Lessons >>> Lesson 32
Leonardo da Vinci was an immensely talented painter, engineer, sculptor, architect, musician, mathematician, scientist and inventor lived during the Italian Renaissance. What is unique about Leonardo and make him an universal genius, is that he excelled at both technical and creative endeavors in a wide variety of fields. He completely embodies the notion of the inquisitive "Renaissance Man".
Leonardo da Vinci was born on April 15, 1452. The actual location of Leonardo's birth is uncertain - some say Vinci (about 50km west of Florence), others believe Anchiano (near Vinci). Nevertheless, Vinci claims the prestigious title of his birthplace ("da Vinci" means "from the town of Vinci"). Leonardo was the illegitimate son of Ser Piero da Vinci, a wealthy 25-year-old notary of Florence, and local peasant girl, who is only known by her first name, Caterina. Leonardo was born out of wedlock but his father took custody of the little fellow shortly after his birth.
Leonardo never attended public school but growing up in his father's home he had access to scholarly texts owned by family and friends. Early sources describe his superlative male beauty, charm of manner, and precocious display of artistic talent. He was an excellent singer and musician, and even as a young boy, demonstrated a great talent for drawing. When Leonardo was 15, his father apprenticed him to Andrea del Verrocchio, the leading artist of Florence and the early Renaissance. He served at least ten years (1466-1476) as Garzone (apprentice) to Andrea del Verrocchio and painted details in Verrocchio's canvases. In 1475 da Vinci painted the kneeling angel on the left and the landscape of the Verrocchio's picture Baptism of Christ.
Leonardo's lack of formal education and his methods of self-education led him down paths which were not common. His apprenticeship as a painter trained him to be unusually observant to the world. He learned through his observations and experiments. It was during this apprenticeship that he became acquainted with most of the things that were to shape his future life, painting, sculpture, mathematics, astronomy and philosophy, although to the end of his life mechanics was his greatest love. With his paintings, he introduced new techniques, and researched concepts such as drawing in perspective.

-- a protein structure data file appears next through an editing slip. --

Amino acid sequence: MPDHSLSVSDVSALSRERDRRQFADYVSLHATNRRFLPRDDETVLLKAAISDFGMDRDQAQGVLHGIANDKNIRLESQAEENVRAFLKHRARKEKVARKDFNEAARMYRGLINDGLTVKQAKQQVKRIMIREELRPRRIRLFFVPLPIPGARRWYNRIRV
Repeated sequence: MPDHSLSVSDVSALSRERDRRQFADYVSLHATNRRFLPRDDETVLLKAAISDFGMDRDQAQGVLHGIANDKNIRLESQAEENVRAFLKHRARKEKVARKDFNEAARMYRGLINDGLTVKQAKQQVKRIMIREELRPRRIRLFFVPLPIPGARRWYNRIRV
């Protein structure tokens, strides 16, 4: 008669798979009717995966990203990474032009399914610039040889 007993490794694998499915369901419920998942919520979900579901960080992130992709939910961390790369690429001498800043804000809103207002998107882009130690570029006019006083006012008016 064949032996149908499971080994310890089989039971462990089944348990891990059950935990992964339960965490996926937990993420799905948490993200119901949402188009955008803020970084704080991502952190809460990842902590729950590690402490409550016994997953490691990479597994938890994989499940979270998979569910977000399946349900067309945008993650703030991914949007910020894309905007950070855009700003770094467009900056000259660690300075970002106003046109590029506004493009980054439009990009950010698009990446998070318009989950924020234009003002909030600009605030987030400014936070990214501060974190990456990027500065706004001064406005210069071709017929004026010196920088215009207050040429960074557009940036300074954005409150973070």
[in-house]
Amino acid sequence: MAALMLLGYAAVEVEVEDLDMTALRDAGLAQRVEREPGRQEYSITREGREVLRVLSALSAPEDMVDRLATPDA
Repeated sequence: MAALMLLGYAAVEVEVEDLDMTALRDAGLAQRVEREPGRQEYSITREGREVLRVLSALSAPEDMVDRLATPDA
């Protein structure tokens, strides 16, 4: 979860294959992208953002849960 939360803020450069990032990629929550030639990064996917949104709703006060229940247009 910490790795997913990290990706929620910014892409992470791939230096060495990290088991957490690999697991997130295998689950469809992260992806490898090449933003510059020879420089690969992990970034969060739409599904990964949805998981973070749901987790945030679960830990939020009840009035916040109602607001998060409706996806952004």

In 1472, he was accepted into the painter's guild of Florence and officially graduated from apprentice to master. After leaving Verrocchio's studio in 1478, Leonardo remained in Florence where he worked independently. His early paintings include Ginevra de Benu (1474), Adoration of the Magi (1481), Benois Madonna (1481), Saint Jerome (1481), and an altarpiece for the chapel of the Palazzo Vecchio. The unfinished Adoration of the Magi is the most important of all the early paintings.
About 1482 Leonardo became the court artist for the duke of Milan, Ludovico Sforza and spent 17 years working for him. Da Vinci wrote the duke an astonishing letter in which he claimed that he could build portable bridges, ships, armored vehicles, and other war machines, and that he could execute sculpture in marble, bronze, and clay. In Milan he served at the same time as a military engineer, architect and artist.
During his long stay in Milan, da Vinci painted The Virgin of the Rocks and The Last Supper. He also produced many other paintings and drawings (most of which have been lost), theater designs, architectural drawings, domed churches, fortresses and canals. His largest commission was for a colossal bronze monument of Sforza's father on horseback, that Leonardo never finished.
Leonardo Da Vinci returned to Florence once more in 1503, at which time he was commissioned to paint a mural in the council hall in Florence's Palazzo Vecchio. Leonardo's work, entitled The Battle of Anghiari, which was never completed, would have measured 23 x 56 feet, double the size of his masterpiece The Last Supper. While working on The Battle of Anghiari, the French governor of Milan hired Leonardo, and once again Da Vinci abandoned his project to begin employment elsewhere.
In his lifetime, Leonardo began dozens of paintings, but abandoned the majority of them before they were completed, never returning to finish them. Many artists attest that this is not an occurrence unique to da Vinci, and that such abandonment stems from creative exhaustion. But psychologists and historians speculate that da Vinci's personality was simply too restless to complete many projects, most of which were started simultaneously and abandoned on a whim.